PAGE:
Friday, July 27, 2007

I've Never Understood The Bottled Water Thing

For the time being, I have flat-rate water. Doesn't matter how much I use (not that I waste it at all), I pay the same amount each month. That's changing soon--thank you, Governor Schwarzenegger--but that's the way it is now.

So why would someone pay for bottled water? It ranks right up there with Pet Rocks for brilliant marketing.

OK, so you like the pure mountain spring water, fresh from nature's bosom.

Not if you're drinking Aquafina, or (I'm sure) most other brands:

NEW YORK (Reuters) - PepsiCo Inc. will spell out that its Aquafina bottled water is made with tap water, a concession to the growing environmental and political opposition to the bottled water industry.

There's an environmental opposition to bottled water? On what grounds?

Critics charge the bottled water industry adds plastic to landfills, uses too much energy by producing and shipping bottles across the world and undermines confidence in the safety and cleanliness of public water supplies, all while much of the world's population is without access to clean water.

Damn. "Big Water" sounds like communist whores or something.


Ellen K said...

I have never really used bottled water because you can look on the back and find out the "pristine" originations for this liquid, such as the virtual springs of Houston TX. In a funny aside, I do have my own water bottle that I fill with ice and tap water for use during class. My class was APPALLED that I would use tap water from my sink and I had to explain to them that all the water that comes from the tap is filtered, clean and such. They had never realized it and most of them have Sparkletts deliver five gallon jugs to their homes. Granted, there are some towns in west Texas that have what amounts to artesian water, and reeks of sulfer, which makes lousy iced tea. If I lived there, I would do something else for water. But here in Dallas, the water is fine. Probably better than bottled. If it really worries people they can always get a filter for their tap or their fridge. Funny, but many of the kids that are the most liberal are the same kids who go through several bottles of water every day. I wonder what that does to the landfill?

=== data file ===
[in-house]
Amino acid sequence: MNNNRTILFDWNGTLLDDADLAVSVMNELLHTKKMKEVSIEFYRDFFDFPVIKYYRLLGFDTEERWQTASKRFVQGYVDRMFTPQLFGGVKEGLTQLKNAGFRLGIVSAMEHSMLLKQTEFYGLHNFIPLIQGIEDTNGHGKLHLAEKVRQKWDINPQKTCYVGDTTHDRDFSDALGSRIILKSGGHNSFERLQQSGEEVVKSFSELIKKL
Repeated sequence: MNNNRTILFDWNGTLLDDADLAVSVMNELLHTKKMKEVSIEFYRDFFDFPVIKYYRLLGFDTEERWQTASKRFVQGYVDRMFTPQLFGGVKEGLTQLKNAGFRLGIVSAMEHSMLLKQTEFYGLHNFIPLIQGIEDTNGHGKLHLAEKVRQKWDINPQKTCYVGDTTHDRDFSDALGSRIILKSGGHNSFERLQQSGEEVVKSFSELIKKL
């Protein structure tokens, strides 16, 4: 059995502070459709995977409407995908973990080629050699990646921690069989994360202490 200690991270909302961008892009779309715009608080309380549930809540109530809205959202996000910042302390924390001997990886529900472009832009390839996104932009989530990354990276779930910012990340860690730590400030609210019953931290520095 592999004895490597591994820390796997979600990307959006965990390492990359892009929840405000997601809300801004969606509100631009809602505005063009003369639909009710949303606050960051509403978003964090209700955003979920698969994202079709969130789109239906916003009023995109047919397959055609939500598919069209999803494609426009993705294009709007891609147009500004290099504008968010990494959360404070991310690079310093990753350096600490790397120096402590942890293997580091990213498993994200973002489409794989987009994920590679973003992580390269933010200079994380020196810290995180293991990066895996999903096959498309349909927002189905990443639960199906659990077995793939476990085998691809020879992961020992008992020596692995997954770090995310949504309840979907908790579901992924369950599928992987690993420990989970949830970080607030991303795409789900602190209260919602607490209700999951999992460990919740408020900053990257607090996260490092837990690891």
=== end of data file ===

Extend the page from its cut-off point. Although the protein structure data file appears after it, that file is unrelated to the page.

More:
Darren said...

Their heads will explode if you ask them!

Mr. Lucchese said...

Pet rocks were a short-lived fad. Bottle water has been around for over a decade. How somebody managed to convince America that the most abundant compound on the planet should cost $1 a cup is beyond me. I had an ex-girlfriend who refused to drink tap water. I bought an $5 imported bottle water for her once, and then refilled it from the tap over and over again. She didn't find out for a year and I kept some plastic out of the landfill.

Darren said...

Is that why she's an ex? =)

Mrs. Bluebird said...

I refill my empty Diet Coke bottles all the time and just pop them in the fridge....I'm too cheap to keep buying bottled water. What a waste of money. That being said, I did live in a town in Ohio that had the worst tasting water I'd ever had. Restaurants would boast that they "triple filtered" their water. It smelled and tasted like fishy mud. I used to buy water to cook with because it made your food taste muddy. They finally put in a new water filtration system and I stopped having to buy water!

Foobarista said...

I've lived enough places where you can't drink water out of the sink that I've gotten out of the habit of trusting it. Also, tap water in my area is extremely hard and bitter and smells of chlorine.

So, we buy "filtered" water at the local "water store" for $0.20/gal and chill it instead of buying it in bottles.

Darren said...

I kid you not, my grandparents (grandfather now) live in a rural area and get "ditch water". The water flows right by their land in what appears to be a small, fast-moving creek, but is actually a ditch. They have a pipe feeding into the ditch, and water flows into a small (55 gal or so) water tank--and that feeds the house. I have no idea where the water in the ditch comes from.

They've had a Brita-like filter on the sink tap forever, and that's what we drink from. Muddy fishy water? No way. Ew!

Ellen K said...

Part of the identification of anyone who grew up in West Texas and didn't have the Culligan man come out every week was hyperfluorodated teeth. The white on white stains mark you as a true child of the Southwest.

Eric W. said...

I can't seem to find a video, but Jim Gaffigan has a great standup bit on how someone came up with the idea to sell bottled water.